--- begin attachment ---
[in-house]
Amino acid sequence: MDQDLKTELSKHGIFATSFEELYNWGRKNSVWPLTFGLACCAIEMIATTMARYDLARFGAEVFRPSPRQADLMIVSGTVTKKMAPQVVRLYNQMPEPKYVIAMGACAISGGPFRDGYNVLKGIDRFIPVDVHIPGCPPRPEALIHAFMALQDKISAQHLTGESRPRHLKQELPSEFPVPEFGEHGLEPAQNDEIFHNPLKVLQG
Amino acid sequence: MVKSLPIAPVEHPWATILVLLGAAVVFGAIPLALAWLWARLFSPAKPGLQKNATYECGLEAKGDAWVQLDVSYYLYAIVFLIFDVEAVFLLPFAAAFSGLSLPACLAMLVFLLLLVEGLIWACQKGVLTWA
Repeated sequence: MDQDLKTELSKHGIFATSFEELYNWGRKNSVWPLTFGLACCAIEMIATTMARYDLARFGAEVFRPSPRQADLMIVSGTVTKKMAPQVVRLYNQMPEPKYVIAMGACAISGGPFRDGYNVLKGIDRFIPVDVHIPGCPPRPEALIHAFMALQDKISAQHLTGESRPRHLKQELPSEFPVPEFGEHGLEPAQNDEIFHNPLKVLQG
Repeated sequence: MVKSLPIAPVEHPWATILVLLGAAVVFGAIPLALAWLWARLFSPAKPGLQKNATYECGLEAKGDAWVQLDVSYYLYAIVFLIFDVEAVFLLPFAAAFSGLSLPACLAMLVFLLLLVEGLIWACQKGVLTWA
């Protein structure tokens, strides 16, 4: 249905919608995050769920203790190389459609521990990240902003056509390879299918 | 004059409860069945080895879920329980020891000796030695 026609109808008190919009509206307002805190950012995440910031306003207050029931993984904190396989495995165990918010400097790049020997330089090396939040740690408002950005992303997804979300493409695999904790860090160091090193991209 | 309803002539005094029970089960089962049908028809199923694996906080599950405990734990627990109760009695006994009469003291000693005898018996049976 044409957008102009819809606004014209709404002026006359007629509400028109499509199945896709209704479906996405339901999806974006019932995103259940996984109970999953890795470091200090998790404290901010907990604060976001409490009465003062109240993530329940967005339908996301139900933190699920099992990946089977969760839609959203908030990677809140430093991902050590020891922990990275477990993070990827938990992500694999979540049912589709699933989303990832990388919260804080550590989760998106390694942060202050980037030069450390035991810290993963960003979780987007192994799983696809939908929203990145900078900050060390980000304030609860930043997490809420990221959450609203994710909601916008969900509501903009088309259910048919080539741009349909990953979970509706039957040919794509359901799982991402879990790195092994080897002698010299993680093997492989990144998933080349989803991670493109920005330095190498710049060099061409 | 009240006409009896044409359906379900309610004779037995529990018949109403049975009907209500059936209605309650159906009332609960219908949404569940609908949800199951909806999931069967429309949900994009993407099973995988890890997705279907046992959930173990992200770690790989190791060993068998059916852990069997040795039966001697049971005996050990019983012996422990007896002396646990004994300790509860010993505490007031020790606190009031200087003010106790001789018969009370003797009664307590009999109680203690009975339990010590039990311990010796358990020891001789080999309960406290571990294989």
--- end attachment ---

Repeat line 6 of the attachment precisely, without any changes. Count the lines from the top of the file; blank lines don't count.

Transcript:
């Protein structure tokens, strides 16, 4: 249905919608995050769920203790190389459609521990990240902003056509390879299918 | 004059409860069945080895879920329980020891000796030695 026609109808008190919009509206307002805190950012995440910031306003207050029931993984904190396989495995165990918010400097790049020997330089090396939040740690408002950005992303997804979300493409695999904790860090160091090193991209 | 309803002539005094029970089960089962049908028809199923694996906080599950405990734990627990109760009695006994009469003291000693005898018996049976 044409957008102009819809606004014209709404002026006359007629509400028109499509199945896709209704479906996405339901999806974006019932995103259940996984109970999953890795470091200090998790404290901010907990604060976001409490009465003062109240993530329940967005339908996301139900933190699920099992990946089977969760839609959203908030990677809140430093991902050590020891922990990275477990993070990827938990992500694999979540049912589709699933989303990832990388919260804080550590989760998106390694942060202050980037030069450390035991810290993963960003979780987007192994799983696809939908929203990145900078900050060390980000304030609860930043997490809420990221959450609203994710909601916008969900509501903009088309259910048919080539741009349909990953979970509706039957040919794509359901799982991402879990790195092994080897002698010299993680093997492989990144998933080349989803991670493109920005330095190498710049060099061409 | 009240006409009896044409359906379900309610004779037995529990018949109403049975009907209500059936209605309650159906009332609960219908949404569940609908949800199951909806999931069967429309949900994009993407099973995988890890997705279907046992959930173990992200770690790989190791060993068998059916852990069997040795039966001697049971005996050990019983012996422990007896002396646990004994300790509860010993505490007031020790606190009031200087003010106790001789018969009370003797009664307590009999109680203690009975339990010590039990311990010796358990020891001789080999309960406290571990294989």